A Seven Point Story Structure Case Study of ”Harry Potter and the Deathly Hallows”

A Seven Point Story Structure Case Study of ”Harry Potter and the Deathly Hallows” + a FREE Download

In a previous post I wrote about the Seven Point Story Structure and in this post I will show you this structure in a case study of Harry Potter and the Deathly Hallows, written by J. K. Rowling.

Case studies, I think, are a great way to learn the structure of stories. So, let’s get down to business.

Warning: There are spoilers below. If you don’t want to know more about this story, you should stop reading this post.

Harry Potter and the Deathly Hallows

Hook — The character’s starting point. This is the opposite of the Resolution.

  • In Harry Potter and the Deathly Hallows — The Order of the Phoenix are set to move Harry to a new location before he can be traced due to turning seventeen. They are attacked by Death Eaters and Mad-Eye is killed.


Plot turn 1 — The event that sets the story in motion and moves you from the beginning to the Midpoint. The conflict is introduced and the character’s world changes. This is basically when the character sets out on his/her journey.

  • In Harry Potter and the Deathly Hallows — At Fleur and Bill’s wedding celebration, they receive word that the Ministry of Magic has fallen into Voldemort’s hands and the party is attacked. Harry, Ron, and Hermione evaporate and ultimately flee to Sirius Black’s old house. This marks their leaving of their normal world and being thrust into the main conflict: to find and destroy the horcruxes in order to be able to defeat Voldemort.


Pinch point 1 — This is where more pressure is applied. This is often used to introduce the antagonist.

  • In Harry Potter and the Deathly Hallows — Harry, Ron, and Hermione learn that their old professor, Dolores Umbridge, has the first horcrux they’re looking for in her possession. They will have to infiltrate the Ministry of Magic to get their hands on the horcrux, which they do. They have no way of destroying it, though, and because of the dark power of the horcrux, the friends argue, ending with Ron disappearing in anger.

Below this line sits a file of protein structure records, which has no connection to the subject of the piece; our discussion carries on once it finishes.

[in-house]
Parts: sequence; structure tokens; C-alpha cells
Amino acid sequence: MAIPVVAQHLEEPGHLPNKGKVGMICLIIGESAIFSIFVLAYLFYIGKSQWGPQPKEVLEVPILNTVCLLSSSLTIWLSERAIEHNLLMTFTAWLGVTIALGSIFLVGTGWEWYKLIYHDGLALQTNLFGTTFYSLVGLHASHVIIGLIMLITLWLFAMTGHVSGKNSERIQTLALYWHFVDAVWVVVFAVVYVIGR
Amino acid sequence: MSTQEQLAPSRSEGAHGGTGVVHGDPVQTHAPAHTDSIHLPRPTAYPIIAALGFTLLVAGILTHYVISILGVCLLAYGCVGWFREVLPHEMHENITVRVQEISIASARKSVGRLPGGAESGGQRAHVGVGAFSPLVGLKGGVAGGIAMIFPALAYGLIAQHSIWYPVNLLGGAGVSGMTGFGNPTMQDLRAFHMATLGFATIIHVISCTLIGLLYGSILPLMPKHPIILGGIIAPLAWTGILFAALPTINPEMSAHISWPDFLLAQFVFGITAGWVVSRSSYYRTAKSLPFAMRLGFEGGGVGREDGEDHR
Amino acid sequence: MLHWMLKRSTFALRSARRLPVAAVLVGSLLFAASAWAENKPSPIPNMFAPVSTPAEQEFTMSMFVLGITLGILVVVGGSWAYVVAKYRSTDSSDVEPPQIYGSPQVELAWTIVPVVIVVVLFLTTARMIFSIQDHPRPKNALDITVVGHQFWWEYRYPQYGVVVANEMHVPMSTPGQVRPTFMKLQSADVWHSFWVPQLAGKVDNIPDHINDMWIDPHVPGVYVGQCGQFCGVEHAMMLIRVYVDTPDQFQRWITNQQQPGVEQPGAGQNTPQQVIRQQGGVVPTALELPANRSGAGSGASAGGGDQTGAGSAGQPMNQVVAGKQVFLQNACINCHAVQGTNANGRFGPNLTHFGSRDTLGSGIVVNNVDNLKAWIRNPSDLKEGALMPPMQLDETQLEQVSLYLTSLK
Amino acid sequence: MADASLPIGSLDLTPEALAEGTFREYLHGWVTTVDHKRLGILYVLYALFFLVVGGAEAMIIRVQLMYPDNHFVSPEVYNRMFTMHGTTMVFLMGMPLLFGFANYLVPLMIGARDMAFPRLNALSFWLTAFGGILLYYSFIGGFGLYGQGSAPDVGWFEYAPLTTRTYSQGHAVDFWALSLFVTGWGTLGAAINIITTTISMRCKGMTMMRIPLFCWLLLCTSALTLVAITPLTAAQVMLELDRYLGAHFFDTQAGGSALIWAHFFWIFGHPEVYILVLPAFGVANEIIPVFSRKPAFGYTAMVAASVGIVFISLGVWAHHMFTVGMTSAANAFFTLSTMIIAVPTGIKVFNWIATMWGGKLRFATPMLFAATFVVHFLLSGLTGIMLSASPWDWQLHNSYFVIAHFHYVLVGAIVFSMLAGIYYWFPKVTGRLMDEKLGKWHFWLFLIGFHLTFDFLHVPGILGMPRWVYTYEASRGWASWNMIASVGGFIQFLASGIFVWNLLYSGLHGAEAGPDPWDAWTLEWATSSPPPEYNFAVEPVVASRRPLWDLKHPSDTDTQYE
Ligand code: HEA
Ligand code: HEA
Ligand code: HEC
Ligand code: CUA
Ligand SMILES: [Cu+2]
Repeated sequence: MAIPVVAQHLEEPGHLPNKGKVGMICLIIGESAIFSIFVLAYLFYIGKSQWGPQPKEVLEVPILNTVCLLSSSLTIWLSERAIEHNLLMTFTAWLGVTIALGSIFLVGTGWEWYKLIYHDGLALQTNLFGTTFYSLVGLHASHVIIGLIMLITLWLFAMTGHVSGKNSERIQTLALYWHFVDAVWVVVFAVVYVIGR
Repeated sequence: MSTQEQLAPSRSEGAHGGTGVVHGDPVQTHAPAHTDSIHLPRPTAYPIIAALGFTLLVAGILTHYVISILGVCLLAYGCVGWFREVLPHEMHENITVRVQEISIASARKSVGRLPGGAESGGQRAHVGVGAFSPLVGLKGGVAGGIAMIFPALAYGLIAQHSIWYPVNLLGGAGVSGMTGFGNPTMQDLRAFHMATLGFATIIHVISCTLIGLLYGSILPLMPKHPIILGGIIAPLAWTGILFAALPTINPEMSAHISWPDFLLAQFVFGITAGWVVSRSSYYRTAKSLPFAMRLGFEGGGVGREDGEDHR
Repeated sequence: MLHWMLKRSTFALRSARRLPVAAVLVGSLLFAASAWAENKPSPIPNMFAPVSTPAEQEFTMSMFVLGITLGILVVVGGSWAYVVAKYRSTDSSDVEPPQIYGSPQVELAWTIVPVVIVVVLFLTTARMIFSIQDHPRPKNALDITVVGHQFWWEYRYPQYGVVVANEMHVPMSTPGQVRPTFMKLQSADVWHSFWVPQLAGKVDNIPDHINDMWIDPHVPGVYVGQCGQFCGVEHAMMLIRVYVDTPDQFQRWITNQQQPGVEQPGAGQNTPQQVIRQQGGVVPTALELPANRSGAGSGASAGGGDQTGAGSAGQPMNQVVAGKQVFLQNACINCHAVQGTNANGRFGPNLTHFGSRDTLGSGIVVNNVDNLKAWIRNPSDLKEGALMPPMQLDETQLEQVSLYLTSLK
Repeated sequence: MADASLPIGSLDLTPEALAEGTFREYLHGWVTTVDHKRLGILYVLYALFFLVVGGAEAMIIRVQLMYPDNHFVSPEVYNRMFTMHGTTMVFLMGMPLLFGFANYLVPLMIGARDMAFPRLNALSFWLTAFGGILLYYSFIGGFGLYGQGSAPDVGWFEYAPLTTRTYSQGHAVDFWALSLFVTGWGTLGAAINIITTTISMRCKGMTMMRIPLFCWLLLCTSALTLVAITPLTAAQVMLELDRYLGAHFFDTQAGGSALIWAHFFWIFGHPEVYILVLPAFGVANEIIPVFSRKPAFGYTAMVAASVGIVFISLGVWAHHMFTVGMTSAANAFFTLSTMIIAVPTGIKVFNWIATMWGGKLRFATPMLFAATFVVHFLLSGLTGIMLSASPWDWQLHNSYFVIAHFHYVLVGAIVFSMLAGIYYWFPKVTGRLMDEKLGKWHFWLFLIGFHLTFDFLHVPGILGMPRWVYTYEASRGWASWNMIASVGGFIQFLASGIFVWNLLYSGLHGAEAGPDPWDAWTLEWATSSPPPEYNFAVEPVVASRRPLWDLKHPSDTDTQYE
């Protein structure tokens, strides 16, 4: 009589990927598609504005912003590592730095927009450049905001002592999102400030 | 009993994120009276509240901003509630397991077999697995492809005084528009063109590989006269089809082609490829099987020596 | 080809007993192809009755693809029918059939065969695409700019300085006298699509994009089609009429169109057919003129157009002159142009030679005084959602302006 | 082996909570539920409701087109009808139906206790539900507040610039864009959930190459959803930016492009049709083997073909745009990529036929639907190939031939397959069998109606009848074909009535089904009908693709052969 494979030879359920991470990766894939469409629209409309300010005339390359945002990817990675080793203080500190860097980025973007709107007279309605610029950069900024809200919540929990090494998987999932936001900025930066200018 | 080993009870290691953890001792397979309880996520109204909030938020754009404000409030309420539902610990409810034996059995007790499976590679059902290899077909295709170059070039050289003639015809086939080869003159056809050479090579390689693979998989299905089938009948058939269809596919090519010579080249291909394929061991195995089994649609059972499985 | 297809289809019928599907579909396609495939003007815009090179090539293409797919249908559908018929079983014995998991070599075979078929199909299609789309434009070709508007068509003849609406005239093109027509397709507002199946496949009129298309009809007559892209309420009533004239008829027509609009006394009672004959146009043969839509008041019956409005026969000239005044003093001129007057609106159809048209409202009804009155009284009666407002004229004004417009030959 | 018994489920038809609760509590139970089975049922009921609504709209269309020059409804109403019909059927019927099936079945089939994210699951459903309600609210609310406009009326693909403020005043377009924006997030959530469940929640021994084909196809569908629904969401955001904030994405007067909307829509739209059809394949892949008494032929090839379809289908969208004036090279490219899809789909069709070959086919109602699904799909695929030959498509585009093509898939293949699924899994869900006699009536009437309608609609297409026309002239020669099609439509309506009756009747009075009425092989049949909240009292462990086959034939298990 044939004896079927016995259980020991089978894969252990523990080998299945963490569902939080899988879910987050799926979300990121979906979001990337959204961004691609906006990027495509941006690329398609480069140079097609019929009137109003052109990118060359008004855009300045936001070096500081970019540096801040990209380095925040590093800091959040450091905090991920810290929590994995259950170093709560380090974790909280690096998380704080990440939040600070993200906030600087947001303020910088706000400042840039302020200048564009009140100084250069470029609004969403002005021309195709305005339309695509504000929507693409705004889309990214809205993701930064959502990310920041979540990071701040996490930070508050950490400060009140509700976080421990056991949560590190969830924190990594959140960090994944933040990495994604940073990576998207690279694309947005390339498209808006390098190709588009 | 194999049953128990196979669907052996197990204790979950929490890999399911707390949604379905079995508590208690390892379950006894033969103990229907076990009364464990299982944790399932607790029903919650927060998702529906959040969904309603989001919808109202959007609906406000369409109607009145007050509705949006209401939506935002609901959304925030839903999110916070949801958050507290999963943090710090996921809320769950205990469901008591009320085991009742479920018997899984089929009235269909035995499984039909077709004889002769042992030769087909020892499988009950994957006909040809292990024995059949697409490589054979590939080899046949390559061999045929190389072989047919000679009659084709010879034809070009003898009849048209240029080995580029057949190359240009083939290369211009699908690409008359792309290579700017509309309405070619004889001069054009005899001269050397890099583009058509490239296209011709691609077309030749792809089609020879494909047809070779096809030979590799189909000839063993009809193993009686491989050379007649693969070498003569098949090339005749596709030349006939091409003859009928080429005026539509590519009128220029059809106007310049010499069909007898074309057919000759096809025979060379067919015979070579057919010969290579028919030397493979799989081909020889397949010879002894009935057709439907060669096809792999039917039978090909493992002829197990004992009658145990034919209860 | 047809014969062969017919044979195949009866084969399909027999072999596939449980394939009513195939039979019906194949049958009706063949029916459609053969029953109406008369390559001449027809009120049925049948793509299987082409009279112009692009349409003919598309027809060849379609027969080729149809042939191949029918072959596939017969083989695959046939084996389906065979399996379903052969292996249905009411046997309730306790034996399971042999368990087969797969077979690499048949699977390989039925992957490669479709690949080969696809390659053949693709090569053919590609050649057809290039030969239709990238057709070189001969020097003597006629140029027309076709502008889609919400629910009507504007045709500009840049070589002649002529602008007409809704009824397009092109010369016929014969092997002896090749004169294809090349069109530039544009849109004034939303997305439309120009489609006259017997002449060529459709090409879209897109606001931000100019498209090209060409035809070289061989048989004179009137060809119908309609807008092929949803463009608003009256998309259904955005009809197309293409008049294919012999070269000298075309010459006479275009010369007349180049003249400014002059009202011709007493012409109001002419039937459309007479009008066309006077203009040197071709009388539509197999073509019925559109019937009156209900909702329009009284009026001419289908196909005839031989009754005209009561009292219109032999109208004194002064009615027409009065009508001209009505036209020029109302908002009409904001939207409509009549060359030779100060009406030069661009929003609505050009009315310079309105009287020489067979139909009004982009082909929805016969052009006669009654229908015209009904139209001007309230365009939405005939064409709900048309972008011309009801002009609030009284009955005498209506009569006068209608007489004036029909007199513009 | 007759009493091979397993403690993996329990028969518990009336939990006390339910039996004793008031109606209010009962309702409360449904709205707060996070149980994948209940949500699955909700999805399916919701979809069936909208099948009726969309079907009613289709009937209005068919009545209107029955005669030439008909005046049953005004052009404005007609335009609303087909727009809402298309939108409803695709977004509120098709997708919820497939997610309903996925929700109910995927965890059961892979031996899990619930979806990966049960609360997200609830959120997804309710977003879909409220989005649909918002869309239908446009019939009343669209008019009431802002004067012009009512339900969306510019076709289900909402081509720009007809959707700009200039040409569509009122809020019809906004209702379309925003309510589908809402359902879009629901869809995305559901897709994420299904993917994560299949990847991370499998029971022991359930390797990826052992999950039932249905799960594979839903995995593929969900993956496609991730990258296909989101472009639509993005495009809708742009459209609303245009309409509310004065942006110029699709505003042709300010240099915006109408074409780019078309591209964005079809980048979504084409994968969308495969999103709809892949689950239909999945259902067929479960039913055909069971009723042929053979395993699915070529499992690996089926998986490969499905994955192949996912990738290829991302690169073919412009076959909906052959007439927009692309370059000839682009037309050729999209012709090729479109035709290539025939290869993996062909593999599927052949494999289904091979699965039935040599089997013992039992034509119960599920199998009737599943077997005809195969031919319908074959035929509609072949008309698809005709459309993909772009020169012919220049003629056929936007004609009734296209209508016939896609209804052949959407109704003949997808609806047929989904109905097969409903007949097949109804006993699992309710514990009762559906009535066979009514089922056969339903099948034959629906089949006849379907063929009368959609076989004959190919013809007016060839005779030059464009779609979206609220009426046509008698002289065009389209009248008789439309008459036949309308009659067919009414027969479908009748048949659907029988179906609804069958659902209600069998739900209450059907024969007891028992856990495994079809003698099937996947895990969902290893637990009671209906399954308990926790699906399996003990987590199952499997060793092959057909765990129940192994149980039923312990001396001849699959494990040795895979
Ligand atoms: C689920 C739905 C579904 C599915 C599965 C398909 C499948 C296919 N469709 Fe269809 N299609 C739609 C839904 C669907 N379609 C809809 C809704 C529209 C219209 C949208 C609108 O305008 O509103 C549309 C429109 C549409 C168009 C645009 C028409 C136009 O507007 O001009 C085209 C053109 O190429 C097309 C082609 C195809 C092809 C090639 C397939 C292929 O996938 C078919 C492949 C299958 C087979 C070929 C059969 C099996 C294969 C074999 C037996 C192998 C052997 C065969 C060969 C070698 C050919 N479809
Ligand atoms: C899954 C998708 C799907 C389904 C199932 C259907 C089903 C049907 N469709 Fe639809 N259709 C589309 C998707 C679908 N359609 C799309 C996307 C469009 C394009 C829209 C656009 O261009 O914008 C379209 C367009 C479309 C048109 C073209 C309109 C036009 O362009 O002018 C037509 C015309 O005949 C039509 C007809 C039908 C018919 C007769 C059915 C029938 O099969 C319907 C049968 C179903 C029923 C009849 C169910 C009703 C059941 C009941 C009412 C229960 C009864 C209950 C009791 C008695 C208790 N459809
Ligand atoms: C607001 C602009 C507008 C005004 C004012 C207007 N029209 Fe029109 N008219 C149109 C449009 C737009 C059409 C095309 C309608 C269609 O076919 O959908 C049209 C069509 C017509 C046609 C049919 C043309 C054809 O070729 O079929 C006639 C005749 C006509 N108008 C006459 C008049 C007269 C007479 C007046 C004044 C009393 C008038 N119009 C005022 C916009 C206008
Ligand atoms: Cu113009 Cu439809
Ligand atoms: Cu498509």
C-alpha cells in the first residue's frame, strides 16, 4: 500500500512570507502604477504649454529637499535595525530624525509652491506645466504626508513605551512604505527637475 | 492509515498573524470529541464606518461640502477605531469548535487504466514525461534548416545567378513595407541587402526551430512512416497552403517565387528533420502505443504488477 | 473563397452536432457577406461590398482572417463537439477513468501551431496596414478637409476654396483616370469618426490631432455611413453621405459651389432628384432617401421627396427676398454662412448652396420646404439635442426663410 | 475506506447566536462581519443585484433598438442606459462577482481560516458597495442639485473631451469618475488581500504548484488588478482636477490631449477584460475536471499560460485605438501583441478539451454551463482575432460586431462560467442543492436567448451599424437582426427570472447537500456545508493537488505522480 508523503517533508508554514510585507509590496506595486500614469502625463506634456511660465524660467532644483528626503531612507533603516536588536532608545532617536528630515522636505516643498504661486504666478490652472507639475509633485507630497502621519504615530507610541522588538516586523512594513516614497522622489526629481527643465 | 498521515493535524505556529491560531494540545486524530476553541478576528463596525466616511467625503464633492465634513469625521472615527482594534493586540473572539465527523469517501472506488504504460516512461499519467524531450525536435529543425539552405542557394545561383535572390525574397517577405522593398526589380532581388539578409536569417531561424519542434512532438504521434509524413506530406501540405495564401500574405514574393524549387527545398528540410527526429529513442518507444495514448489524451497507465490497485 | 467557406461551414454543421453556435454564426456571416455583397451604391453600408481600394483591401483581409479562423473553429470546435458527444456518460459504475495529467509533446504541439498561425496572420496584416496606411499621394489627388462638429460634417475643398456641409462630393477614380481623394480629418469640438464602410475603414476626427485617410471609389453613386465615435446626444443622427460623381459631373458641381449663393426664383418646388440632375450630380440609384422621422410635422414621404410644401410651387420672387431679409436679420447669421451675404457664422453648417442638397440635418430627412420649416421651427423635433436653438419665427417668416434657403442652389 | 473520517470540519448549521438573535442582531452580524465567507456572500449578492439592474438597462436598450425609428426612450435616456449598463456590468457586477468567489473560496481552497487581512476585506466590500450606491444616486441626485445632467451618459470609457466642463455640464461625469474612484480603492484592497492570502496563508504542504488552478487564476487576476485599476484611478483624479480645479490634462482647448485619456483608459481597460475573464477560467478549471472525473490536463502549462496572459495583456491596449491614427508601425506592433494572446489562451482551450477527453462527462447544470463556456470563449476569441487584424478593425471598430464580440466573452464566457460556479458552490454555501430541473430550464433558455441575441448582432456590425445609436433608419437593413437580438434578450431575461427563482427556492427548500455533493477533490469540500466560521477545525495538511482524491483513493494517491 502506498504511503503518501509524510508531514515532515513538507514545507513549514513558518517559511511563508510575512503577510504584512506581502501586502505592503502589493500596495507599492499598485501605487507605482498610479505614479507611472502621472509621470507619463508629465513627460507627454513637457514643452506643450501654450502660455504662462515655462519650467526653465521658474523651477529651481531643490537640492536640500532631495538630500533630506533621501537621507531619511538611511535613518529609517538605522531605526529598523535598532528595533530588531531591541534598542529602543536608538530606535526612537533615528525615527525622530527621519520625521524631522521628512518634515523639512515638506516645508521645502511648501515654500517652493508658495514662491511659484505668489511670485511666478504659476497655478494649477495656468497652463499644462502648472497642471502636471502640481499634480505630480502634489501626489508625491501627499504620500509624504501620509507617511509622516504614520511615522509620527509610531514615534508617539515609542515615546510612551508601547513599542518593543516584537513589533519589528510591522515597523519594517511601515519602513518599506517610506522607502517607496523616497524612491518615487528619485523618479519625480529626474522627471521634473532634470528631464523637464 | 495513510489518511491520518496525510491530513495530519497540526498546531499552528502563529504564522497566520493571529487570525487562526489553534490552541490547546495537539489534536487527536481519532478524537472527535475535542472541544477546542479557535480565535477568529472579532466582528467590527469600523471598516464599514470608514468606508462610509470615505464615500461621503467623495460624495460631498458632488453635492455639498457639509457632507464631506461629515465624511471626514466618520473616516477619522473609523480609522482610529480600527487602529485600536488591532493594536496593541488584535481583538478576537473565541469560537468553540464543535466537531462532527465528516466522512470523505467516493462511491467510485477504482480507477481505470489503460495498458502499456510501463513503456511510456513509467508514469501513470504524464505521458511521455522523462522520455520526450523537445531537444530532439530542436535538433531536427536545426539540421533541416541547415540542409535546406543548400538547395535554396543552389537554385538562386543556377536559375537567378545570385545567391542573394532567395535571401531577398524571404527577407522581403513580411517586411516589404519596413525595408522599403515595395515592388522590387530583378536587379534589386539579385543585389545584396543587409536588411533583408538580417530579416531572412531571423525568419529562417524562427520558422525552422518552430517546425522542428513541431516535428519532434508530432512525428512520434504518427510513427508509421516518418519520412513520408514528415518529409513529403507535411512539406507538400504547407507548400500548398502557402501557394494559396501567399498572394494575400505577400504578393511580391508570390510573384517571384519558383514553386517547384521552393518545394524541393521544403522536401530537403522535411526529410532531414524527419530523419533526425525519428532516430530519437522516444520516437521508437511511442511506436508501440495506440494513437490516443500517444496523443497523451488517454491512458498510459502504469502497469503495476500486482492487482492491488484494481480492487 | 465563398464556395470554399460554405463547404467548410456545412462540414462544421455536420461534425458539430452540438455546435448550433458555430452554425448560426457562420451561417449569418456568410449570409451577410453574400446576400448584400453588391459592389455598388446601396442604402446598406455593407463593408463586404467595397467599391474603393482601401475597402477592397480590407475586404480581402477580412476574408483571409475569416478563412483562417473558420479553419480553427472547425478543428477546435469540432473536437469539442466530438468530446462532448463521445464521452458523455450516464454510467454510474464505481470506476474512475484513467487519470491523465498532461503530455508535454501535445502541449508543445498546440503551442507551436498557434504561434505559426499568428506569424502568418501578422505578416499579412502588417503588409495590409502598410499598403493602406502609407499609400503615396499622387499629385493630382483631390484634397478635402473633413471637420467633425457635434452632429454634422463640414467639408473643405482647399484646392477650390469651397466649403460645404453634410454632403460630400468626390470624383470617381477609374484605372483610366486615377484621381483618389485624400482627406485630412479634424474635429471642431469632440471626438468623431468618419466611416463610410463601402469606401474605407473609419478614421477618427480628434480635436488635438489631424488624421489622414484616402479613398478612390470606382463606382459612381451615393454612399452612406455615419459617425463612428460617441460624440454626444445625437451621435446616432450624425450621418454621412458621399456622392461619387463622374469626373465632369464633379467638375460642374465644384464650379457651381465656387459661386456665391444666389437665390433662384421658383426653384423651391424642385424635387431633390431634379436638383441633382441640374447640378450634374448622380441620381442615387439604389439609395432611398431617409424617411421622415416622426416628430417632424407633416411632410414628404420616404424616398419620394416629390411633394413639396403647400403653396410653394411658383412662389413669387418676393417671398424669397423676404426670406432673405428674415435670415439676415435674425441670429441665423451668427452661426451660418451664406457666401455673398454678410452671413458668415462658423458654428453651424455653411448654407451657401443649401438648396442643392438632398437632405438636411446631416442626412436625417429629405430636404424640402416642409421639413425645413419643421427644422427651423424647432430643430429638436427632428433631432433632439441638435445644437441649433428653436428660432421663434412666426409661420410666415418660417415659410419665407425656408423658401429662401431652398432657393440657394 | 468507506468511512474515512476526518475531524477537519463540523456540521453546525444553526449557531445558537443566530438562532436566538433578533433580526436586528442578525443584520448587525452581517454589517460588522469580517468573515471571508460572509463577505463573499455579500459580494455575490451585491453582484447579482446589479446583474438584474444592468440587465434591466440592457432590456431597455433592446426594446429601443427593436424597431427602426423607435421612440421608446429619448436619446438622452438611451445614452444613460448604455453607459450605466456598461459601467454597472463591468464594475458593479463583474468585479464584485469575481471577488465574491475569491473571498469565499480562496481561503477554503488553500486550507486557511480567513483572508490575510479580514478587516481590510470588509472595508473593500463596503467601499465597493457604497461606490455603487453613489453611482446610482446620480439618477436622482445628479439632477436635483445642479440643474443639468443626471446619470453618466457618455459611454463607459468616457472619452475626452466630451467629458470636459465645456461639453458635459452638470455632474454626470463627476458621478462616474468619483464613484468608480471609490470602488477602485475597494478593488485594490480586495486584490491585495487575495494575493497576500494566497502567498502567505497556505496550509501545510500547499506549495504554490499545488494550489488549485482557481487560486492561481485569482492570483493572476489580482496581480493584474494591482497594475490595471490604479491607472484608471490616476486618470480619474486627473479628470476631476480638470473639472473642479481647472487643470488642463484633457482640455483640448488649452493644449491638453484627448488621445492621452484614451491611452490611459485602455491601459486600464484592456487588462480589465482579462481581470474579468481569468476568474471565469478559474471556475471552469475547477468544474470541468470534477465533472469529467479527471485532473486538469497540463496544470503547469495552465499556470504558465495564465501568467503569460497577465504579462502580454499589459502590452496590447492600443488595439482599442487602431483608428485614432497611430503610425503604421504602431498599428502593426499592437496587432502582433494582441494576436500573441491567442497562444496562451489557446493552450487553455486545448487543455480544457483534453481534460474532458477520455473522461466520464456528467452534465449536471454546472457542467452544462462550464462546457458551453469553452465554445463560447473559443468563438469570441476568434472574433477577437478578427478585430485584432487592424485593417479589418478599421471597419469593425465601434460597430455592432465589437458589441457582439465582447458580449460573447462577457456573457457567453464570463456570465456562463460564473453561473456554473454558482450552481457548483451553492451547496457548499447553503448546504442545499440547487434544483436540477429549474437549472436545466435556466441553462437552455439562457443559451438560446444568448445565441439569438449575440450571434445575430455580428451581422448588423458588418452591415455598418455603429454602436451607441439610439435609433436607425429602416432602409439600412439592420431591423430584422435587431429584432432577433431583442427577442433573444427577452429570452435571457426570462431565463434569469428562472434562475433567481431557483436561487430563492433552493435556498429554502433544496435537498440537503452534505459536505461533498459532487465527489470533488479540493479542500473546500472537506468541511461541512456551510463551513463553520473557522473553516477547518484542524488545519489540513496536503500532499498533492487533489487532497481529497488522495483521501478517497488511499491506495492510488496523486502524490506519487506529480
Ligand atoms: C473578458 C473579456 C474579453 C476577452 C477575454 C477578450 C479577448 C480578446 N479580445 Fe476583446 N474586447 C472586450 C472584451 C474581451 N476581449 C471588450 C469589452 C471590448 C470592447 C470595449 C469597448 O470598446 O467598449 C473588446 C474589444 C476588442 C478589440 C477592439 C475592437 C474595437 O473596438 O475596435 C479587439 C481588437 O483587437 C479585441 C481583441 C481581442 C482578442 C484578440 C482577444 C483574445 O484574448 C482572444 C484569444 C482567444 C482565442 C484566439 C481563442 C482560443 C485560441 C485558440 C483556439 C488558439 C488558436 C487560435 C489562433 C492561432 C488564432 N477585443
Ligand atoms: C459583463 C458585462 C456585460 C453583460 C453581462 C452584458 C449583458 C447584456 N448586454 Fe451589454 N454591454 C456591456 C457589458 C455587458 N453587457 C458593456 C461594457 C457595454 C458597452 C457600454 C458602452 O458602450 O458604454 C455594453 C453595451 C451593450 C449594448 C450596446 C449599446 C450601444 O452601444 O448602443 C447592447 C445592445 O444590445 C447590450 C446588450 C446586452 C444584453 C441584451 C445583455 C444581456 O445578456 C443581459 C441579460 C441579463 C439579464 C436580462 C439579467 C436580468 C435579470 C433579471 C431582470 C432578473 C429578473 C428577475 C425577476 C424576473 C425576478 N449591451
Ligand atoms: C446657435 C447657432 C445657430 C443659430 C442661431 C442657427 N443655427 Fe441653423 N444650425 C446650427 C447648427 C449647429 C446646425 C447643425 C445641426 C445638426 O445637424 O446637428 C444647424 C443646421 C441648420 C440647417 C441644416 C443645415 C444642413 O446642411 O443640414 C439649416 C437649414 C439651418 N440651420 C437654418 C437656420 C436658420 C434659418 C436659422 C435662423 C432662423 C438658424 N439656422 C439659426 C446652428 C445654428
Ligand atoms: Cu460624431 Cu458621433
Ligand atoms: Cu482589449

Midpoint — The character moves from reaction to action. He/she determines he/she must do something to stop the antagonist.

  • In Harry Potter and the Deathly Hallows — Everything seems to go against Harry—especially after going to his birthplace, Godric’s Hollow, where he is attacked by Voldemort’s snake, Nagini, in disguise as Bathilda Bagshot and having his wand broken in the escape from the snake—but then a Patronus in the form of a doe appears. The Patronus leads him to the sword of Gryffindor where Ron finds him. They destroy the first horcrux.


Pinch point 2 — This is where even more pressure is applied. The story takes the ultimate dive. The character is at his/her darkest moment. He/she has lost everything.

  • In Harry Potter and the Deathly Hallows — Harry, Ron, and Hermione are captured by Snatchers and taken to the Malfoy Manor. Harry and Ron are imprisoned while Bellatrix Lestrange tortures Hermione to learn how she, Harry, and Ron got their hands on the sword of Gryffindor. They manage to escape, though, with the help of Dobby, who dies when saving them. Harry buries Dobby without the use of magic, and soon realizes he has to break into Gringotts bank in order to find a horcrux he is sure is in Bellatrix Lestrange’s vault. Seeing is how it is impossible to break into Gringotts, Harry makes a deal with Griphook—a goblin who used to work at Gringotts and who Dobby helped escape from imprisonment in the Malfoy Manor.


Plot turn 2 — Here the story moves from Midpoint to the end, the Resolution. The character gets or realizes he/she has the final piece of information to achieve what he/she set out to do in the Midpoint.